Author(s): Hong S, Hikosaka O
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Abstract The basal ganglia are thought to play a crucial role in reinforcement learning. Central to the learning mechanism are dopamine (DA) D1 and D2 receptors located in the cortico-striatal synapses. However, it is still unclear how this DA-mediated synaptic plasticity is deployed and coordinated during reward-contingent behavioral changes. Here we propose a computational model of reinforcement learning that uses different thresholds of D1- and D2-mediated synaptic plasticity which are antagonized by DA-independent synaptic plasticity. A phasic increase in DA release caused by a larger-than-expected reward induces long-term potentiation (LTP) in the direct pathway, whereas a phasic decrease in DA release caused by a smaller-than-expected reward induces a cessation of long-term depression, leading to LTP in the indirect pathway. This learning mechanism can explain the robust behavioral adaptation observed in a location-reward-value-association task where the animal makes shorter latency saccades to reward locations. The changes in saccade latency become quicker as the monkey becomes more experienced. This behavior can be explained by a switching mechanism which activates the cortico-striatal circuit selectively. Our model also shows how D1- or D2-receptor blocking experiments affect selectively either reward or no-reward trials. The proposed mechanisms also explain the behavioral changes in Parkinson's disease.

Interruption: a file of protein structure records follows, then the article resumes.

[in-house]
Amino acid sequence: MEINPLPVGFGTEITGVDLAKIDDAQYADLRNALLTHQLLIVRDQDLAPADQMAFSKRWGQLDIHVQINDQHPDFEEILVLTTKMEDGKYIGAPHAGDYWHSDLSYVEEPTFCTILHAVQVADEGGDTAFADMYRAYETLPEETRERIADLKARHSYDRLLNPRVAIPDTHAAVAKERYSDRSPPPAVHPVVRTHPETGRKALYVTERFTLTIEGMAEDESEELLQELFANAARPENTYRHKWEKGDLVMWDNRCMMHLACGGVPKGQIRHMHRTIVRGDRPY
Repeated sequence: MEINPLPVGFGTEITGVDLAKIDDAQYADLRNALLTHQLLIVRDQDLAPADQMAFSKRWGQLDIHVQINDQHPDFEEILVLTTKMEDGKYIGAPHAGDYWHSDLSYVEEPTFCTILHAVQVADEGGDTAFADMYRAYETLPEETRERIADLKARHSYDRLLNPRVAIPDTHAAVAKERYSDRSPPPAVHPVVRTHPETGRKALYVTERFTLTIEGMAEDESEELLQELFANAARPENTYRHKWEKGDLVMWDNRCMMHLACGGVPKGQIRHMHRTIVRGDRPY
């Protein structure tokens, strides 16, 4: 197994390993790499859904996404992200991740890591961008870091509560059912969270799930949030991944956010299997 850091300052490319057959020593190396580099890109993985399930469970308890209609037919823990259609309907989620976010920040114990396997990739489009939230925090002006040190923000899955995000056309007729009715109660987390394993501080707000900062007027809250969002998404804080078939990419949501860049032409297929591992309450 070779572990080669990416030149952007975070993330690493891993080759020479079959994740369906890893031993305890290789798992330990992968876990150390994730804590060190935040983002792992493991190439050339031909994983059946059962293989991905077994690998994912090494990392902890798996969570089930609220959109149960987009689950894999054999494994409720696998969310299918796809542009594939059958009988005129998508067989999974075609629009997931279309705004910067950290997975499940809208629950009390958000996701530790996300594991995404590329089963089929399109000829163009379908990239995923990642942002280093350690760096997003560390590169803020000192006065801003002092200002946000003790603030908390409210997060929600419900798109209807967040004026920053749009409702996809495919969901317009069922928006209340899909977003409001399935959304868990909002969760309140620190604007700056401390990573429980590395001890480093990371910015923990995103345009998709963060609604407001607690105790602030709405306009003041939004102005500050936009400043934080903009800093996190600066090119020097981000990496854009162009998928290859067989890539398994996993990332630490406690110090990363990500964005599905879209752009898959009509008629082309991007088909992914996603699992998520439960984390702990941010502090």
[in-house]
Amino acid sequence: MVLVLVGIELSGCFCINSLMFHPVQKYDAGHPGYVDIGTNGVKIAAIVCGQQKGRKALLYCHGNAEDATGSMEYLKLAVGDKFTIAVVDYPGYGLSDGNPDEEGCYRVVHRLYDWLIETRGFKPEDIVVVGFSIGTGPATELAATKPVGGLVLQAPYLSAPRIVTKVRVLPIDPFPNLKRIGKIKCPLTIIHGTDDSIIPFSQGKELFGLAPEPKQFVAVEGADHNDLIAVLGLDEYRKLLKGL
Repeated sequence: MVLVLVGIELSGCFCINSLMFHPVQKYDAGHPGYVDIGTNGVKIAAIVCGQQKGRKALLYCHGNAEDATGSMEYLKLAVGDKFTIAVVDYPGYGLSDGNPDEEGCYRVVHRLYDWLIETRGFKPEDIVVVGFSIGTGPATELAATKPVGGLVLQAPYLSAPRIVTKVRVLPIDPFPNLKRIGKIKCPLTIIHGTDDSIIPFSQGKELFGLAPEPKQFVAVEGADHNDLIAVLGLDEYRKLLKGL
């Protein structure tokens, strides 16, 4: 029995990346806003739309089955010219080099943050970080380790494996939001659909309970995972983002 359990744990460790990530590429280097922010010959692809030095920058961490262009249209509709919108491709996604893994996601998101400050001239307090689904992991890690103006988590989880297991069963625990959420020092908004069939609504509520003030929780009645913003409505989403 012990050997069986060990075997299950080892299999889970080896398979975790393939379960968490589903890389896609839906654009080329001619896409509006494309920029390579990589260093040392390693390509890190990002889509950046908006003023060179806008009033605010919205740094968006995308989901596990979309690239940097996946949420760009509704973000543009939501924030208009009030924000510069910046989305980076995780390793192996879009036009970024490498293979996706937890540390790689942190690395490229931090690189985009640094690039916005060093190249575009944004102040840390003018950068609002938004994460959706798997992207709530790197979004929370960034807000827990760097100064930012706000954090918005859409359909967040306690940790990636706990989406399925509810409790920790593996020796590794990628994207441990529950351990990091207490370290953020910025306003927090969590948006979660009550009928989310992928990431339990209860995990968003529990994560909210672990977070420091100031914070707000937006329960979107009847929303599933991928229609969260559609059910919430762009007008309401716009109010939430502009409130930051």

This article was published in Front Behav Neurosci
and referenced in Journal of Novel Physiotherapies